Anal cancer is an uncommon cancer that develops in the anal opening or in the anal canal, which is about 1. The inner lining of the anal canal, known as the mucosa, is made up of different types of cells. With anal cancer, normal cells in this area begin to grow out of control and invade surrounding tissue. Most anal cancers are squamous cell carcinomas, which are tumors that develop from the squamous cells that line the anal canal. About 20 percent of anal cancers have no symptoms, but most with the disease will notice signs such as bleeding from the anus, a lump or mass at the anal opening, persistent pain and itching, narrowing stools, or a draining or discharge from the anus.
Anal Cancer - UAB Medicine
Anal cancer is a rare tumor with an incidence that has been rising over the last 25 years. The disease was once thought to develop as a result of chronic irritation, but it is now known that this is not the case. Multiple risk factors, including human papillomavirus HPV infection, anoreceptive intercourse, cigarette smoking, and immunosuppression, have been identified. HIV infection is also associated with anal cancer; there is a higher incidence in HIV-positive patients but the direct relationship between HIV and anal cancer has been difficult to separate from the prevalence of HPV in this population. HIV infection is also associated with anal cancer; there are increasing numbers of HIV-positive patients being diagnosed with the disease.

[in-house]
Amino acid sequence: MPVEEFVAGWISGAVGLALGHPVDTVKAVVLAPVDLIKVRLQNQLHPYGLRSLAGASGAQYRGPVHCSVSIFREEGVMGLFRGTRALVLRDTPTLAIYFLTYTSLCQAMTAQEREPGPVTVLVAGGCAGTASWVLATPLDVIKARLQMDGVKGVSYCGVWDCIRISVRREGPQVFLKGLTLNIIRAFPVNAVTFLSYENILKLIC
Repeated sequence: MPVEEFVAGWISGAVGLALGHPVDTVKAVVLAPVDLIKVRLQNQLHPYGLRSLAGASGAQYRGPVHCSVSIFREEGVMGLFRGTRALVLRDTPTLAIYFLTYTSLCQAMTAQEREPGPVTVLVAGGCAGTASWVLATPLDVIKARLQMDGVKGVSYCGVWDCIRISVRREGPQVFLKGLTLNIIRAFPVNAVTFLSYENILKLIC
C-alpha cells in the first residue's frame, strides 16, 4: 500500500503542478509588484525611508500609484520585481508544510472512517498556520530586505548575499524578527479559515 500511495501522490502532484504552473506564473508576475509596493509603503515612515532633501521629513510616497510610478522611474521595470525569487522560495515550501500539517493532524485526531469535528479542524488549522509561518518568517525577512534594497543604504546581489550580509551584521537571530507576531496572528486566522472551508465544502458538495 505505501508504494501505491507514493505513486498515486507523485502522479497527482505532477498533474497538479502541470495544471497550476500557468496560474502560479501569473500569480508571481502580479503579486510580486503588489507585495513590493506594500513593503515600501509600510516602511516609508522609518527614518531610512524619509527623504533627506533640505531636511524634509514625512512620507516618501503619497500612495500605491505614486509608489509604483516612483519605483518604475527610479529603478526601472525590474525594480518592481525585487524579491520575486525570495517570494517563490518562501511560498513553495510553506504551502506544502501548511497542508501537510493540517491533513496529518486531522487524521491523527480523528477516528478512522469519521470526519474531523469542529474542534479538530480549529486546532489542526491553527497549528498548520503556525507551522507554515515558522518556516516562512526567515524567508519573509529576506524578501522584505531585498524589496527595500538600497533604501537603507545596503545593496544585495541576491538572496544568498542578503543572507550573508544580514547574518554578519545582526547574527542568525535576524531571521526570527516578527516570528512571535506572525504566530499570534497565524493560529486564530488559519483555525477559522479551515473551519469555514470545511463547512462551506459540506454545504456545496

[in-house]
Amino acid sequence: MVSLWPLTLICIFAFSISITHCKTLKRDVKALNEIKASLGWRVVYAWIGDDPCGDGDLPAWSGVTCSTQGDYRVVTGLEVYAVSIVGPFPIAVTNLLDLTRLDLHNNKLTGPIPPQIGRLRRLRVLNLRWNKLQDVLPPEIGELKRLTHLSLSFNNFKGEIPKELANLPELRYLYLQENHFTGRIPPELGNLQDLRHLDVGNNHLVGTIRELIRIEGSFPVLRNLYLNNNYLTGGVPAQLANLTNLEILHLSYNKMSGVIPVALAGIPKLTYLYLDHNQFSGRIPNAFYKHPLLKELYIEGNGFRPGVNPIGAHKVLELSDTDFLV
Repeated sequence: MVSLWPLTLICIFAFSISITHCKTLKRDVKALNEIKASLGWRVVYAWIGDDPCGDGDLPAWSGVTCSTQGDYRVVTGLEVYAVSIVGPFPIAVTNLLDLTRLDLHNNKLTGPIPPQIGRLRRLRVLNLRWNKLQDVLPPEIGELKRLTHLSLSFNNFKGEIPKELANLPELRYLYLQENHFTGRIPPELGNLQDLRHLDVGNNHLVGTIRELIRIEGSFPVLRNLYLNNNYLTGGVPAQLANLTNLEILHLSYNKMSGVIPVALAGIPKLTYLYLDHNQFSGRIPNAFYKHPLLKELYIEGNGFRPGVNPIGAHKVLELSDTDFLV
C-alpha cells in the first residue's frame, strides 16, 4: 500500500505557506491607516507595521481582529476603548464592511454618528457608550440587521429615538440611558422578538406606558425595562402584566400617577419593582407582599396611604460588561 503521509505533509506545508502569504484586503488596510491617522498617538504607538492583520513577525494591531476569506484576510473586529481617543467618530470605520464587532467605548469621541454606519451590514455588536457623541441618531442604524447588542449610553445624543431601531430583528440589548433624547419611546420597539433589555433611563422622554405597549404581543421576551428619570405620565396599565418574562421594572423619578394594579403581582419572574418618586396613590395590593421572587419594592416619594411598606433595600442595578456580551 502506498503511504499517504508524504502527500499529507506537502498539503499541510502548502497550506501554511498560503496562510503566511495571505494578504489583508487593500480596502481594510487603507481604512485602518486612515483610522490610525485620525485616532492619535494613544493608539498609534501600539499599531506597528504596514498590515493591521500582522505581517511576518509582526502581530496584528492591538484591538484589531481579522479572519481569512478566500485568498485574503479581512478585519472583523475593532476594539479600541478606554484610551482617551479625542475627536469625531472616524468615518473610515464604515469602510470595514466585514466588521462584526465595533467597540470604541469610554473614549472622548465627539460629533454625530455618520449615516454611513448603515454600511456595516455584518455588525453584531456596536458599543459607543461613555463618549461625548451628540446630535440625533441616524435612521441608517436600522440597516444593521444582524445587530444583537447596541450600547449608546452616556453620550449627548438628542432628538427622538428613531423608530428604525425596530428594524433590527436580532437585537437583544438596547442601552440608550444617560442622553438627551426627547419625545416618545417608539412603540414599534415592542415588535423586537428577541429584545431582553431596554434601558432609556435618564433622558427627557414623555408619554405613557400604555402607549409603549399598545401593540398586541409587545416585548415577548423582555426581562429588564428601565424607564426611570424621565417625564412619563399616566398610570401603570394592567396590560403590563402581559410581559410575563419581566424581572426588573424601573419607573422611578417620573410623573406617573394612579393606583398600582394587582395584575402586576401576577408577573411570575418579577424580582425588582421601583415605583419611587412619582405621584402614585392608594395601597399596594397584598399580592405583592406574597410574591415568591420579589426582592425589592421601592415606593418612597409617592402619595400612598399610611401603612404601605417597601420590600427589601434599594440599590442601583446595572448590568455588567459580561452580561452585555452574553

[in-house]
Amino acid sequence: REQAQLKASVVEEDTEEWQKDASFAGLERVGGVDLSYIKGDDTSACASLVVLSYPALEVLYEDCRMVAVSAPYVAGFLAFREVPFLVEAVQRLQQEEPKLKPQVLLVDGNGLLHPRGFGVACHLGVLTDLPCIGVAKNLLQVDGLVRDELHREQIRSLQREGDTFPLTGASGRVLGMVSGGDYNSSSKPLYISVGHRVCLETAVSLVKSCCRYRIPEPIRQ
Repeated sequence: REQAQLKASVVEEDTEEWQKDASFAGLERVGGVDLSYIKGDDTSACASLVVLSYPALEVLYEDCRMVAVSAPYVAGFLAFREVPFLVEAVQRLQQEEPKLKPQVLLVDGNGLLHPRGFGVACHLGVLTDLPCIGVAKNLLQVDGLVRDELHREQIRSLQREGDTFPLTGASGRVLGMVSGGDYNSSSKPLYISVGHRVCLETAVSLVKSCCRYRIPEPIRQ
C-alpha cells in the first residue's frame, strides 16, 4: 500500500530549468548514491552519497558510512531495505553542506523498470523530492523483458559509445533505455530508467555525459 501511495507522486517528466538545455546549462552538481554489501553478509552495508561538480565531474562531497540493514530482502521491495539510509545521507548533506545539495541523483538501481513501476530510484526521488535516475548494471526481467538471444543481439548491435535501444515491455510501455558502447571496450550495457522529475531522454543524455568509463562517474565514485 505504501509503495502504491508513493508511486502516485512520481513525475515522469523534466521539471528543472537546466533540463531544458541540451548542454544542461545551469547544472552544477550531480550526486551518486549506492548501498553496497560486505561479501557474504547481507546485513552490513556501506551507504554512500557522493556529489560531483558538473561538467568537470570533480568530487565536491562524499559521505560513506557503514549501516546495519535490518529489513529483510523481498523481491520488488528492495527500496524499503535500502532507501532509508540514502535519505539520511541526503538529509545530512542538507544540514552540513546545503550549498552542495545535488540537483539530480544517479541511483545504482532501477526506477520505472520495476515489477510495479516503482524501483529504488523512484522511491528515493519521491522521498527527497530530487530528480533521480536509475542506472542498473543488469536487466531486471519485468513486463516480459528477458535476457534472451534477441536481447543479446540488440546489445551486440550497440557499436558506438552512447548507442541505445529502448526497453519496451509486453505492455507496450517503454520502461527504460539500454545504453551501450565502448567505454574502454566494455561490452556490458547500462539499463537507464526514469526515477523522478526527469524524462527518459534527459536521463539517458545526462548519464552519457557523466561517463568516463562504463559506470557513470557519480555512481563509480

Pruritus ani is a common condition with many causes, predominately anorectal pathology. There are some new insights and therapies, but the most recommendations are based on low-level evidence. A review of the evidence is presented and a management plan based on the elimination of irritants and scratching, general control measures and active treatment measures is offered.